James's company sustained seventy-five percent casualties in the offensive and many believed James himself to have been killed in action. He managed to send a postcard to his father informing him he had been taken prisoner. He was released soon after the Armistice with Germany in November and arrived in England on 25 December 1918.[6]

Between the wars[edit]

James was invested with his VC by King George V at Buckingham Palace on 22 February 1919. He was later discharged from the army, and played for Clifton Rugby Football Club for a few years before receiving a permanent Regular Army commission as a lieutenant in the Gloucestershire Regiment. He was one of only two Glosters' officers who had received a wartime commission to be granted a Regular commission.[7]

In 1925 he served as adjutant of the 1st Battalion, Glosters until 1928. In 1926 he became engaged to Noreen Cooper, and they married two years later and had a son. He served with the battalion in Egypt between 1928–30 before returning to the regimental depot in Bristol. In June 1930 he entered the Staff College, Camberley, graduating the following year. He returned to the 1st Glosters as a company commander in 1933 and from November 1934 to December 1936 he was a general staff officer (GSO) with Western Command. Promoted to major on 25 December 1936, he served as brigade major with the 13th Infantry Brigade, then under Northern Command. In January 1939 he transferred to the Royal Sussex Regiment and, promoted to lieutenant colonel, became Commanding Officer (CO) of the regiment's 2nd Battalion, then serving in Belfast, Northern Ireland.[8]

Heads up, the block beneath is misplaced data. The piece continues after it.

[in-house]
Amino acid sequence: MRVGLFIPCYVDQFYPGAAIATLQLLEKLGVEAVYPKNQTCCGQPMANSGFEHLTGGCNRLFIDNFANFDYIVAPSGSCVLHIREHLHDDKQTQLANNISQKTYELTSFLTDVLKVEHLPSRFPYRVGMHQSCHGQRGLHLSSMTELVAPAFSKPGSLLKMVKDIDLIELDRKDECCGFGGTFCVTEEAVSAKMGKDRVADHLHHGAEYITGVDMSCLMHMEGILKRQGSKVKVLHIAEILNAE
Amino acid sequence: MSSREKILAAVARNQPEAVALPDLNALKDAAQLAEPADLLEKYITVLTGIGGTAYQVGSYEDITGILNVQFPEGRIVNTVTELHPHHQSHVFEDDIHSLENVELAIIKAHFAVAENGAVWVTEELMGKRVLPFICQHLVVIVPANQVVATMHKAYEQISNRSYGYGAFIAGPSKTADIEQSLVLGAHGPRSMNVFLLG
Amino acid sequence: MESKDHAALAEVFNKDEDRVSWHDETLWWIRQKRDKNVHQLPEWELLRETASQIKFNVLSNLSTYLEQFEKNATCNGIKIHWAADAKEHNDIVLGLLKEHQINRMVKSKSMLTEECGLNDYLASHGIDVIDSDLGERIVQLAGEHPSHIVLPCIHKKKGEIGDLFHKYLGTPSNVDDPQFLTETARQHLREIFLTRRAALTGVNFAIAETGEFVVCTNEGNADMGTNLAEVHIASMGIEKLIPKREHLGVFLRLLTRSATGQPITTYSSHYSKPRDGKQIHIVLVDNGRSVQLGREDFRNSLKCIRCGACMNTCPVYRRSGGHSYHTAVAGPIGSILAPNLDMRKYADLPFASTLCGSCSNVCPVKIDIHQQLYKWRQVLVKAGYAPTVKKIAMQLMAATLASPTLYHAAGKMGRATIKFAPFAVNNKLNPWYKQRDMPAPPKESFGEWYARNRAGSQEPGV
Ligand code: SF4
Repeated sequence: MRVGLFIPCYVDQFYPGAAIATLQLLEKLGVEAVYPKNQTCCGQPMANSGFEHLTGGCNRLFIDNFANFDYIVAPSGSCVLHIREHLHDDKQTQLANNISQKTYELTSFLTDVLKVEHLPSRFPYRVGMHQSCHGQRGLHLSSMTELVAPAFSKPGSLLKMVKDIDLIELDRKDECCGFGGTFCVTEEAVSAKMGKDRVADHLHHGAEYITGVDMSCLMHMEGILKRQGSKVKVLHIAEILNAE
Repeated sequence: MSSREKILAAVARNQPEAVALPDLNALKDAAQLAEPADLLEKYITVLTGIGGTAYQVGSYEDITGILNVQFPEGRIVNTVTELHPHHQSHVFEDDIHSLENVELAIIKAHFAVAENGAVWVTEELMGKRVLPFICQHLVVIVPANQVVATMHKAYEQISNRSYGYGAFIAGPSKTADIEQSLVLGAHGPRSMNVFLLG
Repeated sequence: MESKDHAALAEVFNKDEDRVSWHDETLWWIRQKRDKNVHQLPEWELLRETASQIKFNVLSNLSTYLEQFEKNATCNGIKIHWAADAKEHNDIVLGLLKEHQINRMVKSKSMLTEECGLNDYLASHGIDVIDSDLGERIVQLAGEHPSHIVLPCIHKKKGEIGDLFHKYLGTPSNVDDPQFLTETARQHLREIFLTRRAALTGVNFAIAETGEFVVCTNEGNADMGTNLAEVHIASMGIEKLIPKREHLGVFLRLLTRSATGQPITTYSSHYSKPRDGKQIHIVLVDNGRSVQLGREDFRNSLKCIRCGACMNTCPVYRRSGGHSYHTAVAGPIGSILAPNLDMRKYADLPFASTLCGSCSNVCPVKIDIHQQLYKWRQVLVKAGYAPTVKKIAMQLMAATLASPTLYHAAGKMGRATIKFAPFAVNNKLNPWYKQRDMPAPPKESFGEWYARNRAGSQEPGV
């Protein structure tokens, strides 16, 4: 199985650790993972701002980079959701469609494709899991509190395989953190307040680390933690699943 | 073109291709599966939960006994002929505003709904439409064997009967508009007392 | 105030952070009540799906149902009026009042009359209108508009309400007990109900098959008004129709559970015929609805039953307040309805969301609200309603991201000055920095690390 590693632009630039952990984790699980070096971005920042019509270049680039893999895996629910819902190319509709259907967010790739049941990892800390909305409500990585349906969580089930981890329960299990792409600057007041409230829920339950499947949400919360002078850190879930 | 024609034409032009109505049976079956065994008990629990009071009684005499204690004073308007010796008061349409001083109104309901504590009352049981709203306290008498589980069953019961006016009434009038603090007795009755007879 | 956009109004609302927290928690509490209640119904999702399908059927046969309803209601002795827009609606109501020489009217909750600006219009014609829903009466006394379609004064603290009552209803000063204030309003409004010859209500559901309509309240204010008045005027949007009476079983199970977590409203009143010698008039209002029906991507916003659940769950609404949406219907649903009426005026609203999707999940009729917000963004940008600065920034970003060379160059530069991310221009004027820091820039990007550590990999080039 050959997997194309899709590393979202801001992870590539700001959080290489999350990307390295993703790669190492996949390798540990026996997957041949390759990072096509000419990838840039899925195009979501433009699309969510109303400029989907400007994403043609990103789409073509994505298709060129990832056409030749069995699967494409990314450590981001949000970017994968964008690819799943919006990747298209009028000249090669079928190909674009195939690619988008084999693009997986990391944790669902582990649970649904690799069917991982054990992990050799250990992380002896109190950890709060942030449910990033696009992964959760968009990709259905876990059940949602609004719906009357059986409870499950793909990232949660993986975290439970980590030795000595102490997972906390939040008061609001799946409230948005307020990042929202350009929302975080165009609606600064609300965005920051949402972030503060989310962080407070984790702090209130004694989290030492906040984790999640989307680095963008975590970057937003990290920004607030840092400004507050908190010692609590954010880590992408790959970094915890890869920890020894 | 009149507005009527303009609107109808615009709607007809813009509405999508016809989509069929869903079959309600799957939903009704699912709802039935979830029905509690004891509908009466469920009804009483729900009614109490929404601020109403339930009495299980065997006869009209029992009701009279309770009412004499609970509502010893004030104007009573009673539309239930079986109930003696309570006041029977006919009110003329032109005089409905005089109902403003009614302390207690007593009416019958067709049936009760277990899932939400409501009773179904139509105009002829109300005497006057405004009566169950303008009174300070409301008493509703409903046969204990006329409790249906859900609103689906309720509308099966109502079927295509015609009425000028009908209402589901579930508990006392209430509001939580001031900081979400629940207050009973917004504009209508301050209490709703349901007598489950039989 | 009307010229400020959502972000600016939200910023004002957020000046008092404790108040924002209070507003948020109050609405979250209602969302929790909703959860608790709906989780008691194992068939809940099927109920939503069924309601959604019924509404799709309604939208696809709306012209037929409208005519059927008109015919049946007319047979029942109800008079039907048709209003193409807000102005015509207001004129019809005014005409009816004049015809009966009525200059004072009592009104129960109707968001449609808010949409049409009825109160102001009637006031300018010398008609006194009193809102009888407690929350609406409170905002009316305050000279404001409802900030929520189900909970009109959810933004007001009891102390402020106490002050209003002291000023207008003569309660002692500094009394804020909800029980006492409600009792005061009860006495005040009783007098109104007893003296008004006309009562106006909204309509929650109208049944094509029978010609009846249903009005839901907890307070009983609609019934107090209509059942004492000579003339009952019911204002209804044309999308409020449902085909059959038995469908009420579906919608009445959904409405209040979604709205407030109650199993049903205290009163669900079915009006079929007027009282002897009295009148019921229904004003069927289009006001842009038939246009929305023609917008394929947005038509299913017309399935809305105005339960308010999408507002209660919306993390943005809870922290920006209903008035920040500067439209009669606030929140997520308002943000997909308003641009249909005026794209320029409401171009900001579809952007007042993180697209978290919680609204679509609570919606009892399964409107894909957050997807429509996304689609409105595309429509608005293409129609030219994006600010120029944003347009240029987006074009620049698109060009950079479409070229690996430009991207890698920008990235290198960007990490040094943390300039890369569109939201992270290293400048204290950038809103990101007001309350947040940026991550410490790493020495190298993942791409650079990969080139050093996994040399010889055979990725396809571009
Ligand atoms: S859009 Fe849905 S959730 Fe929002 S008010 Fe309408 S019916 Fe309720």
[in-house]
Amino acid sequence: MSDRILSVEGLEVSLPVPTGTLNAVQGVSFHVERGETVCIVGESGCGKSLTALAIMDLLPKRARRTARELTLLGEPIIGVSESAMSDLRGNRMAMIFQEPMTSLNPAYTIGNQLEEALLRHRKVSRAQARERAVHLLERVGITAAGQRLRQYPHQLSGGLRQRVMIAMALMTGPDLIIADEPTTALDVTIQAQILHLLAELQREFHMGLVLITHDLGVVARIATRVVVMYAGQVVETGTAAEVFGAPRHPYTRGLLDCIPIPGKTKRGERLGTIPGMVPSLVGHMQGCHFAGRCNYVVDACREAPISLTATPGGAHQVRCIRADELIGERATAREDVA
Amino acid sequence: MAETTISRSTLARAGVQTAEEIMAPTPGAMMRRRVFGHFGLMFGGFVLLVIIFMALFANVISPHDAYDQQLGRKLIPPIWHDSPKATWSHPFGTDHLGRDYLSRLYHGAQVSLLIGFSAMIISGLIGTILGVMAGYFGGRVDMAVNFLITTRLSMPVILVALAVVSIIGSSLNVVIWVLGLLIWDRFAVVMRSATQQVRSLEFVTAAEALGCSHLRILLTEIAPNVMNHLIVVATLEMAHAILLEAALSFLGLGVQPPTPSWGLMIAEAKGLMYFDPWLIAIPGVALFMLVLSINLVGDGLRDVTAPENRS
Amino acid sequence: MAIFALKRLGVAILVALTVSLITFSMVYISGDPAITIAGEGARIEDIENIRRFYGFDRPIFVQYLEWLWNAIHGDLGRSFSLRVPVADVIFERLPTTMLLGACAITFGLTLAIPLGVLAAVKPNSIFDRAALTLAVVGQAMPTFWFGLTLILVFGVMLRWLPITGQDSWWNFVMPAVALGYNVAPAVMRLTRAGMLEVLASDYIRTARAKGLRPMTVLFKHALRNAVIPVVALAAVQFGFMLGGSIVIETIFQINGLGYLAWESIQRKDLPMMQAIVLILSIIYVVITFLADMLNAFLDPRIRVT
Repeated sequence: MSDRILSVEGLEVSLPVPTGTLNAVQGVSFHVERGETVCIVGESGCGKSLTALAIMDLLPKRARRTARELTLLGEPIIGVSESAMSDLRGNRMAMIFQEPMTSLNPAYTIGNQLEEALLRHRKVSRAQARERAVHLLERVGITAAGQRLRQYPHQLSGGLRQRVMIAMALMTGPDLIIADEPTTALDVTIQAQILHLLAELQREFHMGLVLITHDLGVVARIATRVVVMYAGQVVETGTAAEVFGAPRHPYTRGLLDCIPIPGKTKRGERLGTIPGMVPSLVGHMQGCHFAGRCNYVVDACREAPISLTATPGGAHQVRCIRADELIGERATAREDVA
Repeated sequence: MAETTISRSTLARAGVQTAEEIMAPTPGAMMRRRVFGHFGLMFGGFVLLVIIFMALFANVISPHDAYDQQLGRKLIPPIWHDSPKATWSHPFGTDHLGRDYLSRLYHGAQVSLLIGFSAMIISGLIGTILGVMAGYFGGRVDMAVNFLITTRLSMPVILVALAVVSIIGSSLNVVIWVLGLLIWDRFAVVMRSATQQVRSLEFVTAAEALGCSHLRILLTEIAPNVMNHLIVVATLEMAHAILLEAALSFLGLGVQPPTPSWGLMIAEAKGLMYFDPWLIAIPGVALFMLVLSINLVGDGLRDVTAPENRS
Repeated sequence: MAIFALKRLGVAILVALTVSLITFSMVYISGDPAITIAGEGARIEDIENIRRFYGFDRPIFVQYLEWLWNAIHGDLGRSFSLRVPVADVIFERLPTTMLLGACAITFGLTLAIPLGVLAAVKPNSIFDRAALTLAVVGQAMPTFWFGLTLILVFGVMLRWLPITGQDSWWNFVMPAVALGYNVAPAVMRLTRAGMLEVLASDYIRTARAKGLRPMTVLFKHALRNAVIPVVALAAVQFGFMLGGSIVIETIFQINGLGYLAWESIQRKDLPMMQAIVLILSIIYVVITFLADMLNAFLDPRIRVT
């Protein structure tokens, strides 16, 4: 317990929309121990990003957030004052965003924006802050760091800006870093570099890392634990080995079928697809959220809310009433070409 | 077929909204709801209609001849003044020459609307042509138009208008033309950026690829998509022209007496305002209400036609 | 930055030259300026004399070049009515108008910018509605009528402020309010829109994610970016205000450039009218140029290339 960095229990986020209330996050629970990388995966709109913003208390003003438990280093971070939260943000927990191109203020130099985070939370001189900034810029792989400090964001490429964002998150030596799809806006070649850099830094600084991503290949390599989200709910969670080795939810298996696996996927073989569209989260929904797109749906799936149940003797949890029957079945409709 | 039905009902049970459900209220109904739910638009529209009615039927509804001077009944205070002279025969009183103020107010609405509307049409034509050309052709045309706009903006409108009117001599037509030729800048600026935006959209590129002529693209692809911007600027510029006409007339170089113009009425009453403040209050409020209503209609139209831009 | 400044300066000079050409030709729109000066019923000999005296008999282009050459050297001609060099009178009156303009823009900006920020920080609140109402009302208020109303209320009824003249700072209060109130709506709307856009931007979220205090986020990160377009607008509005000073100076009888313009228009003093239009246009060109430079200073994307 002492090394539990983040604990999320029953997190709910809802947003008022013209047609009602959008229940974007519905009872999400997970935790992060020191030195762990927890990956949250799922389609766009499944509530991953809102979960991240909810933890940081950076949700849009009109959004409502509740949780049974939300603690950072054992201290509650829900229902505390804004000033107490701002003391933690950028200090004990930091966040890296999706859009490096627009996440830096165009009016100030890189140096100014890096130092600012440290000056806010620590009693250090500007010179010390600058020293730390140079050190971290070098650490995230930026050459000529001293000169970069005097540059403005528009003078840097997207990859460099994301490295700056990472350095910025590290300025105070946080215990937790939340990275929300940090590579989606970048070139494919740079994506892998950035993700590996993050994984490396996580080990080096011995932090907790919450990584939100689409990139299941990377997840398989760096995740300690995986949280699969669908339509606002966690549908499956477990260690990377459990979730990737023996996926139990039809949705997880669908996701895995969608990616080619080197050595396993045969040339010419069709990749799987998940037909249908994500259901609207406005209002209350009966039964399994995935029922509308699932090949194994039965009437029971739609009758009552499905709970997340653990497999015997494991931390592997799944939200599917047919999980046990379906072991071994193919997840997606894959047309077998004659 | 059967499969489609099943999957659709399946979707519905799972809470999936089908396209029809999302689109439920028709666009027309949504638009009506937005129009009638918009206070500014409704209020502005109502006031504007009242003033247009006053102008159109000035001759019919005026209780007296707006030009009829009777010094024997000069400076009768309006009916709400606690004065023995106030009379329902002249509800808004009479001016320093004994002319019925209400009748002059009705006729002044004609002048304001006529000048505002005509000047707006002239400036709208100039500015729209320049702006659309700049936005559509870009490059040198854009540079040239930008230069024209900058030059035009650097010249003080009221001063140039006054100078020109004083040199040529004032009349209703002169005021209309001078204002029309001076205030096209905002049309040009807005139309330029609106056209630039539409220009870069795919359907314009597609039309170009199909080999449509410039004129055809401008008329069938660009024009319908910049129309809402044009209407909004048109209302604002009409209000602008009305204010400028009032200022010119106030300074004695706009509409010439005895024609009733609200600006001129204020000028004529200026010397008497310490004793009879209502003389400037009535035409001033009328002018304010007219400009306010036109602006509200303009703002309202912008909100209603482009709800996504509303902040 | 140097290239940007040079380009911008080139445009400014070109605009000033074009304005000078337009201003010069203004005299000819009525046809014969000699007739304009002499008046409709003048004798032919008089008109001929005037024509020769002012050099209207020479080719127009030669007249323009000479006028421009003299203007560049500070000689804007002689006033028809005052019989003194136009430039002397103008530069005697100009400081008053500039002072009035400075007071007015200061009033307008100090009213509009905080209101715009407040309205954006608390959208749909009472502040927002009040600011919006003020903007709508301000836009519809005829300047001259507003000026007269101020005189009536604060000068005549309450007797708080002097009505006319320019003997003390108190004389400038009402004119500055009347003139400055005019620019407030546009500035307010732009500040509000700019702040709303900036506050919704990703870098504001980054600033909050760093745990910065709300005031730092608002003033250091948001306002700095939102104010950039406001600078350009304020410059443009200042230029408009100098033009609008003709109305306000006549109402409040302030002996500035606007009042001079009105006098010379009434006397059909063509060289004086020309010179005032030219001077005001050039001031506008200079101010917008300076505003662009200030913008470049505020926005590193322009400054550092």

Second World War[edit]

At the start of the Second World War in September 1939 his battalion was sent to England where it became part of the 133rd Infantry Brigade of the 44th (Home Counties) Infantry Division, a Territorial Army (TA) formation, then preparing for service in France.

In March 1940 he became a GSO1 and served on the staff of the 54th (East Anglian) Infantry Division, another TA formation. In July he was promoted to brigadier, and served on the staff of VIII Corps. In February 1941 he was assigned as CO of the 128th Infantry Brigade, then serving as part of the 43rd (Wessex) Infantry Division and composed of three battalions of the Hampshire Regiment. In August 1942 the 43rd Division was reorganised as a 'mixed' division and the 128th Brigade transferred to the 46th Infantry Division.[9]

After months spent training in desert warfare, he led the brigade overseas to North Africa in early 1943, where it fought in the Tunisian Campaign with distinction, earning James a Distinguished Service Order. The campaign came to an end in mid-May 1943, with the surrender of thousands of Axis soldiers. The brigade then, after initially being held in reserve for the Allied invasion of Sicily, settled down for training before taking part in the Allied invasion of Italy where his brigade sustained very heavy casualties and James himself was wounded and evacuated to Egypt.

In 1944 he was assigned to the General Staff of Middle East Command, and was transferred to the General Staff for Training Home Forces. Finally, in 1945, he became the CO for the 140th Infantry Brigade.[10]

Post-war[edit]

Between 1948 and 1951 he was the Director of Ground Defence for the Air Ministry. In 1951 he retired from the military at the rank of brigadier. Dying in Westbury on Trym at the age of 79 on 23 September 1975, he was cremated at Canford Cemetery.

His VC is on display in the Lord Ashcroft Gallery at the Imperial War Museum, London.

References[edit]

  1. ^ Gliddon
  2. ^ Gliddon
  3. ^ Gliddon
  4. ^ Gliddon
  5. ^ "No. 30770". The London Gazette (Supplement). 25 June 1918. pp. 7617–7618. 
  6. ^ Gliddon
  7. ^ Gliddon
  8. ^ Gliddon
  9. ^ Gliddon
  10. ^ Gliddon

Bibliography[edit]

  • Gliddon, Gerald, VCs of the First World War Spring Offensive 1918

External links[edit]